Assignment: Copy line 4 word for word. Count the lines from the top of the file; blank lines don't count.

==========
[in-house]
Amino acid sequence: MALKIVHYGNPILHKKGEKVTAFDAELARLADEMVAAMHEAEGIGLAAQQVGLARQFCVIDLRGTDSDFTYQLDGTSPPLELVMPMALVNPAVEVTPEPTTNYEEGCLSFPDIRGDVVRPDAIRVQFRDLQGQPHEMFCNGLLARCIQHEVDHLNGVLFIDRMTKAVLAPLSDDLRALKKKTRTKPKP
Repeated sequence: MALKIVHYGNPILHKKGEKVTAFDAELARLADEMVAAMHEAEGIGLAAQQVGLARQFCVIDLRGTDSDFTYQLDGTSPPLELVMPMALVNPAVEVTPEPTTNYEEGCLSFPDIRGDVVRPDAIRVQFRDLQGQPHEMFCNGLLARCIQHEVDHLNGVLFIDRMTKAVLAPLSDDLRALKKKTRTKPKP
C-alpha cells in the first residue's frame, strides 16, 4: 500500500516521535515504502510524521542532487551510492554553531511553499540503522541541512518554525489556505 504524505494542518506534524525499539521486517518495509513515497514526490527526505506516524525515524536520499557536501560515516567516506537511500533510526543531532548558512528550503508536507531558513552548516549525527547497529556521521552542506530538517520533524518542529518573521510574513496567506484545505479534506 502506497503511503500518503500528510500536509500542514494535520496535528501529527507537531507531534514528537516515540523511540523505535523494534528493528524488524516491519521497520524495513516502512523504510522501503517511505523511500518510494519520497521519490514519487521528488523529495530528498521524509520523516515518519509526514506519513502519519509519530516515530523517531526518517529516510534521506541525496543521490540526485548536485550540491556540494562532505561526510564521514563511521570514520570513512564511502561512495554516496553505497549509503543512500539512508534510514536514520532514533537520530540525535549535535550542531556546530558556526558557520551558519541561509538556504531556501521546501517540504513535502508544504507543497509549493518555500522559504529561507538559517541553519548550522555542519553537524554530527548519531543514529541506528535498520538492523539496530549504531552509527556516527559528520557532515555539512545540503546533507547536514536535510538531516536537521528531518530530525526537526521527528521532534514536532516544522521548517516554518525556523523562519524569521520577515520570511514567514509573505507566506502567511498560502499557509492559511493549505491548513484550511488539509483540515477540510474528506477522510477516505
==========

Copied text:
C-alpha cells in the first residue's frame, strides 16, 4: 500500500516521535515504502510524521542532487551510492554553531511553499540503522541541512518554525489556505 504524505494542518506534524525499539521486517518495509513515497514526490527526505506516524525515524536520499557536501560515516567516506537511500533510526543531532548558512528550503508536507531558513552548516549525527547497529556521521552542506530538517520533524518542529518573521510574513496567506484545505479534506 502506497503511503500518503500528510500536509500542514494535520496535528501529527507537531507531534514528537516515540523511540523505535523494534528493528524488524516491519521497520524495513516502512523504510522501503517511505523511500518510494519520497521519490514519487521528488523529495530528498521524509520523516515518519509526514506519513502519519509519530516515530523517531526518517529516510534521506541525496543521490540526485548536485550540491556540494562532505561526510564521514563511521570514520570513512564511502561512495554516496553505497549509503543512500539512508534510514536514520532514533537520530540525535549535535550542531556546530558556526558557520551558519541561509538556504531556501521546501517540504513535502508544504507543497509549493518555500522559504529561507538559517541553519548550522555542519553537524554530527548519531543514529541506528535498520538492523539496530549504531552509527556516527559528520557532515555539512545540503546533507547536514536535510538531516536537521528531518530530525526537526521527528521532534514536532516544522521548517516554518525556523523562519524569521520577515520570511514567514509573505507566506502567511498560502499557509492559511493549505491548513484550511488539509483540515477540510474528506477522510477516505